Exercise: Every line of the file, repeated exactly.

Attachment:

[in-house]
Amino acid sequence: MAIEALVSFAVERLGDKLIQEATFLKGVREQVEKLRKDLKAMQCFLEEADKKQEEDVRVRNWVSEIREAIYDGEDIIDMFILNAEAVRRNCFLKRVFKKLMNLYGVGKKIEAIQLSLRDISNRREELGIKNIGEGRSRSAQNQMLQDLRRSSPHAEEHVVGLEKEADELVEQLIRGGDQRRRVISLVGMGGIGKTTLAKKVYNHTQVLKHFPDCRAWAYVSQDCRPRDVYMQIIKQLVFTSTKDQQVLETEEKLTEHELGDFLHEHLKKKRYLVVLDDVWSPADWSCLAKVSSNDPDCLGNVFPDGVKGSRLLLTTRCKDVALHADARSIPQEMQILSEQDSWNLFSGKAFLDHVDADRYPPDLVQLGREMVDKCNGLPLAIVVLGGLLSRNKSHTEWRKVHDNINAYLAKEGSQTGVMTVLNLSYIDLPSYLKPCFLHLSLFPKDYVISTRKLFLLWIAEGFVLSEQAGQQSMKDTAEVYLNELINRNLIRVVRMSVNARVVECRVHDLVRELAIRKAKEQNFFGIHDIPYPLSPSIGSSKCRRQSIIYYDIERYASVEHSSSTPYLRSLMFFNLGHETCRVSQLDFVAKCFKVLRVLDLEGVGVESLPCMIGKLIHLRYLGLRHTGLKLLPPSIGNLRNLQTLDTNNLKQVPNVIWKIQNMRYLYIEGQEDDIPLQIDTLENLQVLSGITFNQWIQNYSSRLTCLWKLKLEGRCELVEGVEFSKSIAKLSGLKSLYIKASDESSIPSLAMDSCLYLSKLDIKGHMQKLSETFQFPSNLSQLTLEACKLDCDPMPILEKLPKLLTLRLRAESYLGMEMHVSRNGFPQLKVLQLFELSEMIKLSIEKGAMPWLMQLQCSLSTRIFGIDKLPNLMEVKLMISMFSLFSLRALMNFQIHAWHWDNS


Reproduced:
[in-house]
Amino acid sequence: MAIEALVSFAVERLGDKLIQEATFLKGVREQVEKLRKDLKAMQCFLEEADKKQEEDVRVRNWVSEIREAIYDGEDIIDMFILNAEAVRRNCFLKRVFKKLMNLYGVGKKIEAIQLSLRDISNRREELGIKNIGEGRSRSAQNQMLQDLRRSSPHAEEHVVGLEKEADELVEQLIRGGDQRRRVISLVGMGGIGKTTLAKKVYNHTQVLKHFPDCRAWAYVSQDCRPRDVYMQIIKQLVFTSTKDQQVLETEEKLTEHELGDFLHEHLKKKRYLVVLDDVWSPADWSCLAKVSSNDPDCLGNVFPDGVKGSRLLLTTRCKDVALHADARSIPQEMQILSEQDSWNLFSGKAFLDHVDADRYPPDLVQLGREMVDKCNGLPLAIVVLGGLLSRNKSHTEWRKVHDNINAYLAKEGSQTGVMTVLNLSYIDLPSYLKPCFLHLSLFPKDYVISTRKLFLLWIAEGFVLSEQAGQQSMKDTAEVYLNELINRNLIRVVRMSVNARVVECRVHDLVRELAIRKAKEQNFFGIHDIPYPLSPSIGSSKCRRQSIIYYDIERYASVEHSSSTPYLRSLMFFNLGHETCRVSQLDFVAKCFKVLRVLDLEGVGVESLPCMIGKLIHLRYLGLRHTGLKLLPPSIGNLRNLQTLDTNNLKQVPNVIWKIQNMRYLYIEGQEDDIPLQIDTLENLQVLSGITFNQWIQNYSSRLTCLWKLKLEGRCELVEGVEFSKSIAKLSGLKSLYIKASDESSIPSLAMDSCLYLSKLDIKGHMQKLSETFQFPSNLSQLTLEACKLDCDPMPILEKLPKLLTLRLRAESYLGMEMHVSRNGFPQLKVLQLFELSEMIKLSIEKGAMPWLMQLQCSLSTRIFGIDKLPNLMEVKLMISMFSLFSLRALMNFQIHAWHWDNS